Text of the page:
Why Cultivating Hobbies Can Improve Mental Health and the Workplace Hobbies can improve mood, job satisfaction and a company's bottom line: We should nurture them in ourselves and others.
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The pandemic affected our work-life balance, leading to higher rates of stress, anxiety and burnout. And the workforce responded. They began prioritizing their mental wellness and were more likely to leave, report lower job satisfaction, feel disengaged and experience toxic workplace behaviors at companies that failed to respond to this shift. Across industries, businesses were racing to keep up.
But promoting employee mental wellness is more than a way to recruit and retain talent; it's good for a company's bottom line. And hobbies can help. Studies show hobbies can improve mood and make us happier and more relaxed. They can also make us better employees. Not only is it OK to take the time to invest in the personal pleasure of hobbies: It's more than OK. It's a sound investment in yourself.
Take responsibility for sparking small acts of joy
Mental health is a complex and multifaceted topic, and we all experience wellness to varying degrees and at varying moments in our life. No one solution will be the right way for everyone. Still, we can individually take some control over our own fulfillment and satisfaction in, at minimum, some small way by nurturing hobbies. One study found we still feel the positive effect and flourishing of creative activities, like hobbies, days after participating in them. Happiness is a powerful method to push away detractors from mental wellness and the more we can engage that power, the better.
But hobbies also improve our skills in the workplace. Giving ourselves the mental space to focus on what makes us feel good boosts creativity, opens the mind to new perspectives, and builds confidence; one study found such results after only 45 minutes of activity. Some hobbies, such as playing an instrument, reading or solving crossword puzzles, can enhance memory and executive function. No matter your interests — from painting to pastries, in groups or alone — find a meaningful and enjoyable activity to nurture into a regular hobby and stave off negative emotions while strengthening your professional skills.
Share in hobbies to spread joy to others
By participating in hobbies we enjoy, we can help to keep ourselves a little happier, but sharing them spreads that joy to others. My husband recently became a Lego fanatic. Or at least, I only found out recently. Only when I went up to his office on the second floor to prepare it for hosting company over Christmas did I see what he had built: an entire Christmas Village, complete with Santa and a working railroad, out of Legos.
I was so taken with it we decided to make it a part of our annual holiday decorating. I set it up in the middle of the dining room so he would know I wanted this hobby that brought him such joy to become a core part of our world. He benefited from hours of productive time alone, happy and satisfied, and then amplified the effects of his hobbies by sharing them with others. All the kids loved hearing about how he constructed those 2000 pieces into that masterpiece, and he loved telling them.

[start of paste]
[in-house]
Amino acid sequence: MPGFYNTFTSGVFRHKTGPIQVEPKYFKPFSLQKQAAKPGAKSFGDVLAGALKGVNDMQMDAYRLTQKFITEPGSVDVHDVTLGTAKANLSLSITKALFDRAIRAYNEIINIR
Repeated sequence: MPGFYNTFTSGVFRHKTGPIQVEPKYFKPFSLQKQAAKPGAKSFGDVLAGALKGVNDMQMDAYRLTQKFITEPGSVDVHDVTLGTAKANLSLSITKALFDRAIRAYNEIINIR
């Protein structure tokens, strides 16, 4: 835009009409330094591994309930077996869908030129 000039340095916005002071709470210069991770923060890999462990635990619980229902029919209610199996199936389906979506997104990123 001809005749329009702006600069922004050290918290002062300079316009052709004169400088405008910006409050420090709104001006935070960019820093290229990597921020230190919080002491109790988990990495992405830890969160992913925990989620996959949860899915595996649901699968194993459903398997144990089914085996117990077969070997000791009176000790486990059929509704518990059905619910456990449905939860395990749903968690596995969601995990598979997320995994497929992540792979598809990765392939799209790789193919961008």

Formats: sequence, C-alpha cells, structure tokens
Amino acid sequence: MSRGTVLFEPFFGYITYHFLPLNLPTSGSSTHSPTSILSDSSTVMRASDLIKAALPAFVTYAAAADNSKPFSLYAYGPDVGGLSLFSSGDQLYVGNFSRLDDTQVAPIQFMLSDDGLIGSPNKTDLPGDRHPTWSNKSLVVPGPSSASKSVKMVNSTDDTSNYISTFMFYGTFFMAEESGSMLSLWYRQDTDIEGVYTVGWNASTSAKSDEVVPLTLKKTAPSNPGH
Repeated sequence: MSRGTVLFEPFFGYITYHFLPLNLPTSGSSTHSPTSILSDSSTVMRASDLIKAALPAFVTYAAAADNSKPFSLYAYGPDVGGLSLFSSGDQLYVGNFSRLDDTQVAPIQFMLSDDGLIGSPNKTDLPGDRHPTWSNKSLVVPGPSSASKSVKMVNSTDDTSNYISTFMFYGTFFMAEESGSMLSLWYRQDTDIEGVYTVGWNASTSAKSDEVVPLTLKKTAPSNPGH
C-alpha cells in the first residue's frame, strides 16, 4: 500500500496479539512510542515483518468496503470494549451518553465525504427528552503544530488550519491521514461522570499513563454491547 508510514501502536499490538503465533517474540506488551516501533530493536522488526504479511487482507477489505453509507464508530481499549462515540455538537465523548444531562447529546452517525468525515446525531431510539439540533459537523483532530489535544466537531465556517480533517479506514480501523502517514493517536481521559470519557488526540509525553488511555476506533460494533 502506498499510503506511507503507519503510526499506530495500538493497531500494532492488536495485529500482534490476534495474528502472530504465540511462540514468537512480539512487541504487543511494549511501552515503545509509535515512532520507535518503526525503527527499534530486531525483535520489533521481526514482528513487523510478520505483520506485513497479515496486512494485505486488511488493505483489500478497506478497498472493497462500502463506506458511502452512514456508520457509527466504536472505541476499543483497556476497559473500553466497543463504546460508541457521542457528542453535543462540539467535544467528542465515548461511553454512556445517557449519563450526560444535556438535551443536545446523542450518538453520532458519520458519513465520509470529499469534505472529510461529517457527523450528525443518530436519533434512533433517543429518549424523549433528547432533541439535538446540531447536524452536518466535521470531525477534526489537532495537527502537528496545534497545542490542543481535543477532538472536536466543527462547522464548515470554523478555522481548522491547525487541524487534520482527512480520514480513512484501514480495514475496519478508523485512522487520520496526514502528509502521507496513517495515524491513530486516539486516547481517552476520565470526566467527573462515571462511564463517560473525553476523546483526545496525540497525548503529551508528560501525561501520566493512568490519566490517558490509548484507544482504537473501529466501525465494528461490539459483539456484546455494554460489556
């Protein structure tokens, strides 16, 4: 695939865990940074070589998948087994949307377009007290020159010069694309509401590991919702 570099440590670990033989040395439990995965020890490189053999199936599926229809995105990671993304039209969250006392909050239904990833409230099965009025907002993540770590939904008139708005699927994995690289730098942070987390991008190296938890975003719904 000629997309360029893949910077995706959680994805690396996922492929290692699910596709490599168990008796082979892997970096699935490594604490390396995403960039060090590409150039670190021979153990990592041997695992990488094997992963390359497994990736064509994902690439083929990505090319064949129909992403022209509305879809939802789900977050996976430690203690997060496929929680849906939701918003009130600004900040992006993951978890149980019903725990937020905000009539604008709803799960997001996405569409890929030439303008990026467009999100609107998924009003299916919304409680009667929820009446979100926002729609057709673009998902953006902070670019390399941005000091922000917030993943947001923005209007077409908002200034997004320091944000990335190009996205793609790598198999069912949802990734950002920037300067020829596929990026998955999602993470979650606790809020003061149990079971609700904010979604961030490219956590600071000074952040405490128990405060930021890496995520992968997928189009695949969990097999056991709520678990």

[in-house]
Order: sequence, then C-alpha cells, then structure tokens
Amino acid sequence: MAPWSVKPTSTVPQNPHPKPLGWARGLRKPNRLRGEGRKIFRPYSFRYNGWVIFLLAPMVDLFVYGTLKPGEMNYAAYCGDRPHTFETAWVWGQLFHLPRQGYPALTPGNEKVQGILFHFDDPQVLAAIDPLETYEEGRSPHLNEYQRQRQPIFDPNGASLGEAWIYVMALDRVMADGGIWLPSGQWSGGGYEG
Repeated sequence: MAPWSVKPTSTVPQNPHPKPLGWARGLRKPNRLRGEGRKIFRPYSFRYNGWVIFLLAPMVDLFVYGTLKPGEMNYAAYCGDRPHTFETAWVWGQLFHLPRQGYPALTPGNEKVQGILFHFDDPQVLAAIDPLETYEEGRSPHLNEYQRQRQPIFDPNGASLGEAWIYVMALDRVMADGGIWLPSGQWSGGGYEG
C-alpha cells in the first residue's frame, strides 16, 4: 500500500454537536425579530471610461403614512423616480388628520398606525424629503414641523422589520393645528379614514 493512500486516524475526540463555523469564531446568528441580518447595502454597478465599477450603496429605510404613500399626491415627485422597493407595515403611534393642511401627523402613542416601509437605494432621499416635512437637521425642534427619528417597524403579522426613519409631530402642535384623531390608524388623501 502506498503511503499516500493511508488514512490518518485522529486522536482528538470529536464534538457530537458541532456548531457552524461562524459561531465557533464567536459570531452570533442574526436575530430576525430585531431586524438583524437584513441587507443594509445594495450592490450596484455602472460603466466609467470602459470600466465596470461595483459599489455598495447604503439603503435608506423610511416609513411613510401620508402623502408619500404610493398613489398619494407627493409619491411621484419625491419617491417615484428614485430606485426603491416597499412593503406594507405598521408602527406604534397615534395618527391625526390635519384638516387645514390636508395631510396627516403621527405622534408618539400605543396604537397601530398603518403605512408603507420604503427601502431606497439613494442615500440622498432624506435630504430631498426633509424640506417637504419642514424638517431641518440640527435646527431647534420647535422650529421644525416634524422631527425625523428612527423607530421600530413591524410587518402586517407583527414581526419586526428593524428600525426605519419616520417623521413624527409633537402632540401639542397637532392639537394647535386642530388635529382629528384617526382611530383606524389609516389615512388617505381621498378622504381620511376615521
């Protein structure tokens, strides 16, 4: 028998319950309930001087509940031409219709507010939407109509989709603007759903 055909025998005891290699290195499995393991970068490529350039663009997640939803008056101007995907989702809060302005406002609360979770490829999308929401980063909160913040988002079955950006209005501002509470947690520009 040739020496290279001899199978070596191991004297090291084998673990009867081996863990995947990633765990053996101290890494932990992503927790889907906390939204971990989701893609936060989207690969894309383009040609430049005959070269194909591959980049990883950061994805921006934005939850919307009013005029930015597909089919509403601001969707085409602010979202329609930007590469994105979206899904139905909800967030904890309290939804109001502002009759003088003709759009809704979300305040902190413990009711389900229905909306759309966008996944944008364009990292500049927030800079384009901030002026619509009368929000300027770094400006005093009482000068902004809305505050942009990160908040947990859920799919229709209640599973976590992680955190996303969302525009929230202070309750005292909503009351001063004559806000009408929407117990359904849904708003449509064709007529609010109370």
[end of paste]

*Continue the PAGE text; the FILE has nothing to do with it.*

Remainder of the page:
But while many people want to make time for hobbies, few of us do. Some businesses actively build and nurture employee hobbies with talent shows or employee artwork galleries. But company leaders can make simple efforts to support employee hobbies even just by making them something we talk about: Ask about what your team members do and invite them to share stories of those enjoyable experiences. As leaders, we can also spend time on our own hobbies and talk about them with our teams to set a good example.
It's never too late to find a hobby
This brings me to people like me, adults, leaders even, who find themselves without a hobby. These days, it seems like all I do is work. I used to love gardening and taking care of flowers in the summertime, but recent health issues with my back have made this hobby unsustainable. Still, I knew the benefits of having hobbies and was concerned about having none. What would I do when I could not fill my day with work or grandchildren?
So, I asked around, had people describe their hobbies to me, and tried to find one that would be a good fit for me. It felt a little like taking applications for a new hire, and in the end, I had found the right candidate: Pilates. Not only would this hobby help strengthen my core and prevent future injury to my back, but it could also improve my posture, balance, mobility, and bone density, which would continue to provide benefits as I age. Talk to people and take your own applications to start nurturing a new hobby today.
By attending to mental wellness, we may be able to prevent some of the tragedies of mental illness. We can all take greater action to remove the stigma about seeking mental health support. We can also use today as an opportunity to reach out to the people we love, especially those living alone or advancing in age, and engage them with their hobbies.
My father-in-law loves to golf and could spend all summer on the green, but he lives where winters are too cold, so he would end up spending half the year inside and inactive. Now, we treat him to an annual golf trip in Texas so he can get into his groove. Invest in hobbies for yourself and others and the happiness it has the potential to bring. That small moment of joy may be all it takes to turn a bad day into a better one.